ROANOKE, Va. (WFXR) – Roanoke College has conducted a poll that indicates COVID-19 is still weighing on consumer confidence.
The Virginia Index of Consumer Sentiment is unchanged over the last quarter and remains well under the pre-COVID-19 levels, and 10 points below the historical average.
The May 2021 value is 82.7 which is up only 0.3 points since February.
Although the measure rebounded slightly over the summer of 2020, COVID frustrations and concerns about rising prices weigh on consumers in the Commonwealth.
The poll shows that consumer sentiment stalled over the last quarter as concerns about the current economy – including uncertainty relating to COVID-19 and rising prices, weigh on consumers.
A total of 22-percent of respondents report their household finances are worse today than they were one year ago, compared to 27-percent who say they have improved over the same period.
The poll indicates that Virginians who were surveyed are far more concerned about the current economy as measured by the Index of Current Conditions (ICC).
The VA ICC is 77.6 – about 12 points below the national value and two points below the Virginia February 2021 value.
However, those who participated in the poll say they are optimistic about the future of the economy – a contrast on national numbers.
Virginians anticipate an increase in overall prices this year and beyond.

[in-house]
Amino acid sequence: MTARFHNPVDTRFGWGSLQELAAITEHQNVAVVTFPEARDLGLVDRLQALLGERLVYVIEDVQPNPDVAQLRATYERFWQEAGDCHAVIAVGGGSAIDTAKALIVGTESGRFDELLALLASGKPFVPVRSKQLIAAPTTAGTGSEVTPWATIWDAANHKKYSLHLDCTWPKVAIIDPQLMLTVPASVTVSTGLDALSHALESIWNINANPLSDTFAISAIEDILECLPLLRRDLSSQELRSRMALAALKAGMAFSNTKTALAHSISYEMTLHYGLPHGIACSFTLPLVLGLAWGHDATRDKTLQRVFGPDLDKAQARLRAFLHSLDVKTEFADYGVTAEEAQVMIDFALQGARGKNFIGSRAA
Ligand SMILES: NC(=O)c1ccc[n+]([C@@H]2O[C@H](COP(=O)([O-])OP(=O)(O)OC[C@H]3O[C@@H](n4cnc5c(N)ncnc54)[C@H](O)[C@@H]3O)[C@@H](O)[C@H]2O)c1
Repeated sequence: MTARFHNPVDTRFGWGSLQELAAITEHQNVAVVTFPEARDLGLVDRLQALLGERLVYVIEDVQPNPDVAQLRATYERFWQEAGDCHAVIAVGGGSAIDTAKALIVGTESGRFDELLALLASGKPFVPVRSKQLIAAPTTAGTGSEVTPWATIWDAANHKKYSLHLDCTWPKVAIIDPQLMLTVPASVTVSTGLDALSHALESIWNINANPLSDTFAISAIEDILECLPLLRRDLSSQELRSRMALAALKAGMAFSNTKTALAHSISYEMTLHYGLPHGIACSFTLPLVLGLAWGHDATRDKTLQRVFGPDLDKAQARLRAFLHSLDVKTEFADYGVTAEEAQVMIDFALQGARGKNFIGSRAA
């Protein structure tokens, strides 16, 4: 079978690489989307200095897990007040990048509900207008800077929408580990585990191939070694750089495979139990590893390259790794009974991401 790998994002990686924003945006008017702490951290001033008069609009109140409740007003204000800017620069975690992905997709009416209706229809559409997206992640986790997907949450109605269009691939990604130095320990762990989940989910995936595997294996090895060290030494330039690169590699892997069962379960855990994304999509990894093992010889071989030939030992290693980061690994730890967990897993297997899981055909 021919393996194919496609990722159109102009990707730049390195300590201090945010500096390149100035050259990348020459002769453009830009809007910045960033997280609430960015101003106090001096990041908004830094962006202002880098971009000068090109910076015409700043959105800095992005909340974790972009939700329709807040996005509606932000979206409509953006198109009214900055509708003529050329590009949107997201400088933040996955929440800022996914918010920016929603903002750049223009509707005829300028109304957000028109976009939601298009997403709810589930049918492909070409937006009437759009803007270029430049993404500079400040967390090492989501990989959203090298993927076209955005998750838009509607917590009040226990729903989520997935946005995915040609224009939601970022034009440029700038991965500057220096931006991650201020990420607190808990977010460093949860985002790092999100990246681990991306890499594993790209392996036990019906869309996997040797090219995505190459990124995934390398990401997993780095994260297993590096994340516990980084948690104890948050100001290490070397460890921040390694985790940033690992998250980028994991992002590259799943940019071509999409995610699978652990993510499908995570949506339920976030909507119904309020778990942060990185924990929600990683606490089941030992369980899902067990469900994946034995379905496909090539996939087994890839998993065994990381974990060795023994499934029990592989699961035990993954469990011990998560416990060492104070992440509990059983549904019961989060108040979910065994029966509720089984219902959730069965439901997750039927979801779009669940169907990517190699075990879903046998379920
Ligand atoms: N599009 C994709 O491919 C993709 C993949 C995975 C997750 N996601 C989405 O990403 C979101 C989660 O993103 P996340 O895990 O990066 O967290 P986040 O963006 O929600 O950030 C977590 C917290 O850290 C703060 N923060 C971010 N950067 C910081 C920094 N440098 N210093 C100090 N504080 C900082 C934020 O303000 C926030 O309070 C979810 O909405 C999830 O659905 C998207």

Participants indicated that the rapidly rising price of gas associated with the recent cyberattack on the Colonial Pipeline likely fueled consumer price concerns.
“Consumer sentiment in the Commonwealth stalled over the second quarter of 2021. The economy is strengthening as businesses open up and restrictions are relaxed. The Virginia unemployment rate was 4.7 percent in April, down almost half a point since March. Nonfarm payrolls increased by 2,400, with the most significant gains in the trade and transportation and manufacturing sectors. Virginians are optimistic about the future of the economy due to the strong underlying economic fundamentals. The primary drain on sentiment in May was the rapid increase in gas prices from the Colonial Pipeline cyberattack, coupled with increased prices overall. The fuel price shock from the attack will lessen, although gas prices are often higher in the summer months due to increased travel. General prices will likely settle down by year’s end as the supply for goods and services catches demand.”Dr. Alice Louise Kassens, John S. Shannon Professor of Economics and Senior Analyst at the Roanoke College Institute for Policy and Opinion Research.